In an interview for a Reuters podcast, David McCourt said ‘we’ll do our best’ to get the National Broadband Plan rolled out in five years.
Businessman David McCourt is in support of plans to roll out Ireland’s National Broadband Plan (NBP) in five years, rather than the seven-year plan that was initially agreed upon.
The €3bn contract for the NBP was signed in November 2019 by the Government and National Broadband Ireland (NBI), a consortium led by McCourt’s US-based private investment firm Granahan McCourt.
Recently, McCourt told a Reuters podcast that the project could be sped up.
“Hopefully we’ll get it done in five years,” he said. “Originally it was a 10-year project, then it was a seven-year project and now, because of Covid-19, [the Irish Government] want to make it a five-year project. It’s a multi-billion dollar project, so to do it in five years will be difficult, but we’ll do our best.”
In June of this year, McCourt also told trade publication Capacity Media that he believed the roll-out of Ireland’s new broadband infrastructure could be completed in “60pc of the time” that was initially planned.
Speeding up the roll-out
Former Minister for Communications, Climate Action and Environment Richard Bruton, TD, said in May that his department was looking into ways to roll the plan out ahead of schedule, seeing if it could be completed within five years instead of seven.
Speaking to the Dáil, Bruton said: “People can see the value of things like e-health, being able to be connected wherever you are living, of having the opportunity of remote working. The target is to try from the second half of next year to try accelerate the roll-out.”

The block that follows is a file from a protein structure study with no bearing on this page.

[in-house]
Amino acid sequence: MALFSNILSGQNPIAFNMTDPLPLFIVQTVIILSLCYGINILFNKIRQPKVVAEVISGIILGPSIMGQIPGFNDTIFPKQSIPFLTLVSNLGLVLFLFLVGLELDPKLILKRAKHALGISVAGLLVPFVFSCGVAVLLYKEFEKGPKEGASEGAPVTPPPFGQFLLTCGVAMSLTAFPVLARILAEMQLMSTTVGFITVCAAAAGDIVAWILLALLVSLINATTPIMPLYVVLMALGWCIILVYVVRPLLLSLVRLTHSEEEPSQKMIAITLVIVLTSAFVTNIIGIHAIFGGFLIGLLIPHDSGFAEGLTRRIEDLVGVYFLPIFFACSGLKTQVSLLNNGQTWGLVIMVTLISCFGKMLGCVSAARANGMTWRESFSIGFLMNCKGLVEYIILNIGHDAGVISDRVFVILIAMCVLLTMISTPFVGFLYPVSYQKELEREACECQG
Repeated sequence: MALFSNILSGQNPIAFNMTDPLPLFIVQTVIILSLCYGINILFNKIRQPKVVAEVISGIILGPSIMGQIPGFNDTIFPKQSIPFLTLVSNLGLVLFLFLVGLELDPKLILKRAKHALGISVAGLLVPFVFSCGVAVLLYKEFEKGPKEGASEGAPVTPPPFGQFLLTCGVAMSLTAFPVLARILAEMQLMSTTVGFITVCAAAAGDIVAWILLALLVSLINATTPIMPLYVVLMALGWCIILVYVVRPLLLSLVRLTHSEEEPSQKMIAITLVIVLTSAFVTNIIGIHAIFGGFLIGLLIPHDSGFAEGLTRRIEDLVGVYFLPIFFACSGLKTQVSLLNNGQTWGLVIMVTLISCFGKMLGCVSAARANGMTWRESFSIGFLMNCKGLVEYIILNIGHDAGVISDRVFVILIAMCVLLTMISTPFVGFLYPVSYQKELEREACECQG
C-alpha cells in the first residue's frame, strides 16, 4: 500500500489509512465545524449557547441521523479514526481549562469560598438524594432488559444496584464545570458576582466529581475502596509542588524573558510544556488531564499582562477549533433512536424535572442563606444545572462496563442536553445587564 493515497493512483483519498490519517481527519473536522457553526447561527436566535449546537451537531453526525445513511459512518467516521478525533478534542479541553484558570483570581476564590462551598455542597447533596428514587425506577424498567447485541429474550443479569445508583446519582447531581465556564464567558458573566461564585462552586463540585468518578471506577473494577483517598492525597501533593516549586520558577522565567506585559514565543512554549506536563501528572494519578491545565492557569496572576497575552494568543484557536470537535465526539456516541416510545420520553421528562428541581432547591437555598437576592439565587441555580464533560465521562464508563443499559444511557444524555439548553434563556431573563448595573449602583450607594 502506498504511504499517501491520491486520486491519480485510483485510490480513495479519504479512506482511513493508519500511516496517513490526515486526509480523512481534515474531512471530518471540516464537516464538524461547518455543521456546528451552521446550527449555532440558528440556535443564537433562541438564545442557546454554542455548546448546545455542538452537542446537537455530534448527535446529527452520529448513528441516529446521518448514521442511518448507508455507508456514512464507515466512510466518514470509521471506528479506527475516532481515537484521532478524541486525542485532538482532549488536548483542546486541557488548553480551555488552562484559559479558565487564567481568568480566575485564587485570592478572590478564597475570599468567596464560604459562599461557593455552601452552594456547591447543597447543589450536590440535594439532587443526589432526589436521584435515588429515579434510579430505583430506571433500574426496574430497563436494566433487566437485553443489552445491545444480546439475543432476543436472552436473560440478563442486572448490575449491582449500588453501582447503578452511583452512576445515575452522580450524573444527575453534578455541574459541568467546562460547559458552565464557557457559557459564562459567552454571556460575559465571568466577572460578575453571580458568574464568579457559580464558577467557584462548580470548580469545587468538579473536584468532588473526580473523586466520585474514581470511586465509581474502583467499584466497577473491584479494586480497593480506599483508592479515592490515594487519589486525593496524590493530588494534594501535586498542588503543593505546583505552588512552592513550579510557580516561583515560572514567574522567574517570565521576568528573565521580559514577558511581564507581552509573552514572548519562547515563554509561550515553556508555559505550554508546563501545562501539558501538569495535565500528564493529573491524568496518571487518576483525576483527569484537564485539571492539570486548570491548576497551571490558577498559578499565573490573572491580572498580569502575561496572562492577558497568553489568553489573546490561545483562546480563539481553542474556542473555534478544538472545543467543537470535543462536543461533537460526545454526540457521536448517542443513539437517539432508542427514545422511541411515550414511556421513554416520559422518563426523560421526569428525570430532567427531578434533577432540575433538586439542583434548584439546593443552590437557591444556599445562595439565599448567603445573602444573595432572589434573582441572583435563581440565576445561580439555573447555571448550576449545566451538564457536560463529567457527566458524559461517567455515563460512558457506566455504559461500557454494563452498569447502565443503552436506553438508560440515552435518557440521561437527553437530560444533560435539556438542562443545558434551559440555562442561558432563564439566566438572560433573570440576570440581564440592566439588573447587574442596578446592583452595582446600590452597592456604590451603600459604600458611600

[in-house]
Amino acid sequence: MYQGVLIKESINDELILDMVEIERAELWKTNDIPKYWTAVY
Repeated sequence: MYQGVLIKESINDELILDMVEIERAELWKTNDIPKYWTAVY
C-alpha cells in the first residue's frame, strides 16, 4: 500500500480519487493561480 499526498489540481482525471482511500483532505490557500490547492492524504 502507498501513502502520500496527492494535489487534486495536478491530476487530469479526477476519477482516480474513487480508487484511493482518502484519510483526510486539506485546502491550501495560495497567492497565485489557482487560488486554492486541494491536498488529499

Eamon Ryan, the Green Party TD now serving as Minister for Communications, has also been pressing the NBI consortium to move more quickly, according to the Irish Independent, which reported on McCourt’s comments to Reuters earlier today (10 September).
The publication also said that McCourt’s consortium has not triggered any part of the plan’s €480m contingency fund just yet, despite the challenges that may have arisen during the pandemic.
Broadband work beginning
When the Government’s contract for the plan runs out in 25 years, McCourt’s NBI consortium will retain ownership of the network. The end goal is to connect 1.1m people across the country with high-speed broadband in 540,000 homes, schools, businesses and farms where commercial operators do not deliver connectivity.
The existing plan aims to connect one-quarter of targeted premises by the end of 2021, increasing to 40pc by the end of 2022 and then to 95pc five years after the initiative begins.
Over the summer, NBI chose Nokia’s infrastructure as the technological backbone of the planned fibre-to-the-home (FTTH) network, with the Finnish telecoms company providing 100pc of the NBP’s active equipment.
Meanwhile, telecoms firm Entegro was chosen to survey and design the network. In May, the Kilkenny-headquartered company announced plans to hire 50 new engineers to support its work with the NBP. Entegro’s managing director, Jim Doyle, compared the NBP to the “rural electrification of Ireland.”
“There is not one home, family, business or community in rural Ireland that will not benefit from being connected to this fibre network,” Doyle said.